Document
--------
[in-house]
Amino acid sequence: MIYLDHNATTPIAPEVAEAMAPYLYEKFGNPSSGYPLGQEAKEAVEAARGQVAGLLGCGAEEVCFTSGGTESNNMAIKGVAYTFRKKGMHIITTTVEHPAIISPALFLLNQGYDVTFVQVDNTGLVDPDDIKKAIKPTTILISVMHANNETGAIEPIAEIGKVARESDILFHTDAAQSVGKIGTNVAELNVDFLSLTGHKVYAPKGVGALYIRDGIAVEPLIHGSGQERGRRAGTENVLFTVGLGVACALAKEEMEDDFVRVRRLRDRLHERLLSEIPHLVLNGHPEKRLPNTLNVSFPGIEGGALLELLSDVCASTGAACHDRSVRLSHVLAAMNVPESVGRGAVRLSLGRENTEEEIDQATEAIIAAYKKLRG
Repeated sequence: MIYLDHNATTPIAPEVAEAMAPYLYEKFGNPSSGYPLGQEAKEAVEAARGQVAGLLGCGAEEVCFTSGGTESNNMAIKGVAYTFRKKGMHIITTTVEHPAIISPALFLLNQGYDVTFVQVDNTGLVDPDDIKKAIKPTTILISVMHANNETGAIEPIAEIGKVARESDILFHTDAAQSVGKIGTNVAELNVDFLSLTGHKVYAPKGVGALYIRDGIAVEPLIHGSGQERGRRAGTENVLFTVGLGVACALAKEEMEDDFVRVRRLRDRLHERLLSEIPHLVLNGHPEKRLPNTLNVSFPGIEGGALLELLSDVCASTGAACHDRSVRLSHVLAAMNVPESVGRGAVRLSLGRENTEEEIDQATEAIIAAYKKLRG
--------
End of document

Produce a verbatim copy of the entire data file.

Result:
[in-house]
Amino acid sequence: MIYLDHNATTPIAPEVAEAMAPYLYEKFGNPSSGYPLGQEAKEAVEAARGQVAGLLGCGAEEVCFTSGGTESNNMAIKGVAYTFRKKGMHIITTTVEHPAIISPALFLLNQGYDVTFVQVDNTGLVDPDDIKKAIKPTTILISVMHANNETGAIEPIAEIGKVARESDILFHTDAAQSVGKIGTNVAELNVDFLSLTGHKVYAPKGVGALYIRDGIAVEPLIHGSGQERGRRAGTENVLFTVGLGVACALAKEEMEDDFVRVRRLRDRLHERLLSEIPHLVLNGHPEKRLPNTLNVSFPGIEGGALLELLSDVCASTGAACHDRSVRLSHVLAAMNVPESVGRGAVRLSLGRENTEEEIDQATEAIIAAYKKLRG
Repeated sequence: MIYLDHNATTPIAPEVAEAMAPYLYEKFGNPSSGYPLGQEAKEAVEAARGQVAGLLGCGAEEVCFTSGGTESNNMAIKGVAYTFRKKGMHIITTTVEHPAIISPALFLLNQGYDVTFVQVDNTGLVDPDDIKKAIKPTTILISVMHANNETGAIEPIAEIGKVARESDILFHTDAAQSVGKIGTNVAELNVDFLSLTGHKVYAPKGVGALYIRDGIAVEPLIHGSGQERGRRAGTENVLFTVGLGVACALAKEEMEDDFVRVRRLRDRLHERLLSEIPHLVLNGHPEKRLPNTLNVSFPGIEGGALLELLSDVCASTGAACHDRSVRLSHVLAAMNVPESVGRGAVRLSLGRENTEEEIDQATEAIIAAYKKLRG